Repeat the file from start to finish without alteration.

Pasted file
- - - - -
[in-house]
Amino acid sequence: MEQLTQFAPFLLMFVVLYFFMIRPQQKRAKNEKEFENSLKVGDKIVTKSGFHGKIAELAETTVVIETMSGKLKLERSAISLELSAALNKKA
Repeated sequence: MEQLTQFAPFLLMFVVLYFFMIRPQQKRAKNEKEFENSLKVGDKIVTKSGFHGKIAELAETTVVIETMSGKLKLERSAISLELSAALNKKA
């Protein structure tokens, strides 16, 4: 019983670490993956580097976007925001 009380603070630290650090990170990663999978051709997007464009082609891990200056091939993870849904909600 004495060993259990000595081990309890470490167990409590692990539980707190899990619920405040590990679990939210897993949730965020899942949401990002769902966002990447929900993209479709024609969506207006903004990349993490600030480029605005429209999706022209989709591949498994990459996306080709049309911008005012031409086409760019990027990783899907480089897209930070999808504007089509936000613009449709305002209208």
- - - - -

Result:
[in-house]
Amino acid sequence: MEQLTQFAPFLLMFVVLYFFMIRPQQKRAKNEKEFENSLKVGDKIVTKSGFHGKIAELAETTVVIETMSGKLKLERSAISLELSAALNKKA
Repeated sequence: MEQLTQFAPFLLMFVVLYFFMIRPQQKRAKNEKEFENSLKVGDKIVTKSGFHGKIAELAETTVVIETMSGKLKLERSAISLELSAALNKKA
């Protein structure tokens, strides 16, 4: 019983670490993956580097976007925001 009380603070630290650090990170990663999978051709997007464009082609891990200056091939993870849904909600 004495060993259990000595081990309890470490167990409590692990539980707190899990619920405040590990679990939210897993949730965020899942949401990002769902966002990447929900993209479709024609969506207006903004990349993490600030480029605005429209999706022209989709591949498994990459996306080709049309911008005012031409086409760019990027990783899907480089897209930070999808504007089509936000613009449709305002209208």